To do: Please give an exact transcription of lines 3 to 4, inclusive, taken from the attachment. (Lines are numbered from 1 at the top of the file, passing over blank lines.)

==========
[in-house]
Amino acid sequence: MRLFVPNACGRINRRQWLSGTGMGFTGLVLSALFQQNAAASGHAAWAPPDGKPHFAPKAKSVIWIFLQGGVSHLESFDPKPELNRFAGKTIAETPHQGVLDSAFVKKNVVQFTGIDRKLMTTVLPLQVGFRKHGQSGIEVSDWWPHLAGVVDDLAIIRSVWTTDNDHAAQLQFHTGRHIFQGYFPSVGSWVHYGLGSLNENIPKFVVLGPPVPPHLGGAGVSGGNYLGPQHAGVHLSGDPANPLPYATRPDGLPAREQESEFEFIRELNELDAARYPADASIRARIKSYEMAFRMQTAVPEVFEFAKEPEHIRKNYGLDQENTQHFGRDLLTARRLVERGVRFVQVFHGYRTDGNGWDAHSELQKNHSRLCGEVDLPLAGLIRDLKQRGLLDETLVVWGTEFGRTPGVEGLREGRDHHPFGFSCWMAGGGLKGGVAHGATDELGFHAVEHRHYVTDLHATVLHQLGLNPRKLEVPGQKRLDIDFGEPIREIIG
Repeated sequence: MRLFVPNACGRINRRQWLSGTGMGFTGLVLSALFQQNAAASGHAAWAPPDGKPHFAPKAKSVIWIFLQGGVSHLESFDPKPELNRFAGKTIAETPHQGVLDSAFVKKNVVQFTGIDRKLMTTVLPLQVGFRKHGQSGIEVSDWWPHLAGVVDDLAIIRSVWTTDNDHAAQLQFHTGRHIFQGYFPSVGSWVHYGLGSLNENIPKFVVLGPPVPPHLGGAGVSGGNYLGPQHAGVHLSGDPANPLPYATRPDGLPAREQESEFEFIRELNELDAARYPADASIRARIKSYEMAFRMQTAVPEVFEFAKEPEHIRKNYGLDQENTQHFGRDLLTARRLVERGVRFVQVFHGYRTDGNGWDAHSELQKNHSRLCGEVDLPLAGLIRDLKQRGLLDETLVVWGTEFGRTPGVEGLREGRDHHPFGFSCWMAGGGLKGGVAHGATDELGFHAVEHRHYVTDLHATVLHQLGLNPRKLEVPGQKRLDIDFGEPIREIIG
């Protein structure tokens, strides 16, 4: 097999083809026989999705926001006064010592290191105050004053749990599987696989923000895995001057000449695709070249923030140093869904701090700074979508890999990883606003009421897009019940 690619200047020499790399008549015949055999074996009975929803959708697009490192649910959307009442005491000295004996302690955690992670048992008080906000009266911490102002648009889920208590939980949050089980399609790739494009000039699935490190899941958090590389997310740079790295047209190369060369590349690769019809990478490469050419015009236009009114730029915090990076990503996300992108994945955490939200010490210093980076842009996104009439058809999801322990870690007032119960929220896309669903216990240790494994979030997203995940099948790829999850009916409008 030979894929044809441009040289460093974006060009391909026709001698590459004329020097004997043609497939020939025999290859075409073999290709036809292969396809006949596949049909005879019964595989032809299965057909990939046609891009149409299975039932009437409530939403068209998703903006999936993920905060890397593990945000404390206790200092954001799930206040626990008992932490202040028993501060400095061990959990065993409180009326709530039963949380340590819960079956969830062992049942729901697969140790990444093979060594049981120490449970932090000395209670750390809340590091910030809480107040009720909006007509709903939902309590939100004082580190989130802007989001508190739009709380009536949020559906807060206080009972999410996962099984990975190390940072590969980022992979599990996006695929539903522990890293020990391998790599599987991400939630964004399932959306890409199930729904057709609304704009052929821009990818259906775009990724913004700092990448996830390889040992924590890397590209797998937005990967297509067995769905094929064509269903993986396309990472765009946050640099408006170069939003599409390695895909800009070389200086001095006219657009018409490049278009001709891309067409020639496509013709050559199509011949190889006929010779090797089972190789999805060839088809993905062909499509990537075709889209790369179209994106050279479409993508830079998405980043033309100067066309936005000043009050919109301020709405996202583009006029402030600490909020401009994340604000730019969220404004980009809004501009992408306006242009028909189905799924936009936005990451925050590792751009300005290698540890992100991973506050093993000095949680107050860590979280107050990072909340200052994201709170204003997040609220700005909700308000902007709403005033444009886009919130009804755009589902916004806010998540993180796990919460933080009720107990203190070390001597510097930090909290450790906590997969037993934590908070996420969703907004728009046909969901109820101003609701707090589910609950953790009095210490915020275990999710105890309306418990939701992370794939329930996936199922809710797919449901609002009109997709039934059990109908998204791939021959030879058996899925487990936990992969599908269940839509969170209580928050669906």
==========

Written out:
Repeated sequence: MRLFVPNACGRINRRQWLSGTGMGFTGLVLSALFQQNAAASGHAAWAPPDGKPHFAPKAKSVIWIFLQGGVSHLESFDPKPELNRFAGKTIAETPHQGVLDSAFVKKNVVQFTGIDRKLMTTVLPLQVGFRKHGQSGIEVSDWWPHLAGVVDDLAIIRSVWTTDNDHAAQLQFHTGRHIFQGYFPSVGSWVHYGLGSLNENIPKFVVLGPPVPPHLGGAGVSGGNYLGPQHAGVHLSGDPANPLPYATRPDGLPAREQESEFEFIRELNELDAARYPADASIRARIKSYEMAFRMQTAVPEVFEFAKEPEHIRKNYGLDQENTQHFGRDLLTARRLVERGVRFVQVFHGYRTDGNGWDAHSELQKNHSRLCGEVDLPLAGLIRDLKQRGLLDETLVVWGTEFGRTPGVEGLREGRDHHPFGFSCWMAGGGLKGGVAHGATDELGFHAVEHRHYVTDLHATVLHQLGLNPRKLEVPGQKRLDIDFGEPIREIIG
């Protein structure tokens, strides 16, 4: 097999083809026989999705926001006064010592290191105050004053749990599987696989923000895995001057000449695709070249923030140093869904701090700074979508890999990883606003009421897009019940 690619200047020499790399008549015949055999074996009975929803959708697009490192649910959307009442005491000295004996302690955690992670048992008080906000009266911490102002648009889920208590939980949050089980399609790739494009000039699935490190899941958090590389997310740079790295047209190369060369590349690769019809990478490469050419015009236009009114730029915090990076990503996300992108994945955490939200010490210093980076842009996104009439058809999801322990870690007032119960929220896309669903216990240790494994979030997203995940099948790829999850009916409008 030979894929044809441009040289460093974006060009391909026709001698590459004329020097004997043609497939020939025999290859075409073999290709036809292969396809006949596949049909005879019964595989032809299965057909990939046609891009149409299975039932009437409530939403068209998703903006999936993920905060890397593990945000404390206790200092954001799930206040626990008992932490202040028993501060400095061990959990065993409180009326709530039963949380340590819960079956969830062992049942729901697969140790990444093979060594049981120490449970932090000395209670750390809340590091910030809480107040009720909006007509709903939902309590939100004082580190989130802007989001508190739009709380009536949020559906807060206080009972999410996962099984990975190390940072590969980022992979599990996006695929539903522990890293020990391998790599599987991400939630964004399932959306890409199930729904057709609304704009052929821009990818259906775009990724913004700092990448996830390889040992924590890397590209797998937005990967297509067995769905094929064509269903993986396309990472765009946050640099408006170069939003599409390695895909800009070389200086001095006219657009018409490049278009001709891309067409020639496509013709050559199509011949190889006929010779090797089972190789999805060839088809993905062909499509990537075709889209790369179209994106050279479409993508830079998405980043033309100067066309936005000043009050919109301020709405996202583009006029402030600490909020401009994340604000730019969220404004980009809004501009992408306006242009028909189905799924936009936005990451925050590792751009300005290698540890992100991973506050093993000095949680107050860590979280107050990072909340200052994201709170204003997040609220700005909700308000902007709403005033444009886009919130009804755009589902916004806010998540993180796990919460933080009720107990203190070390001597510097930090909290450790906590997969037993934590908070996420969703907004728009046909969901109820101003609701707090589910609950953790009095210490915020275990999710105890309306418990939701992370794939329930996936199922809710797919449901609002009109997709039934059990109908998204791939021959030879058996899925487990936990992969599908269940839509969170209580928050669906």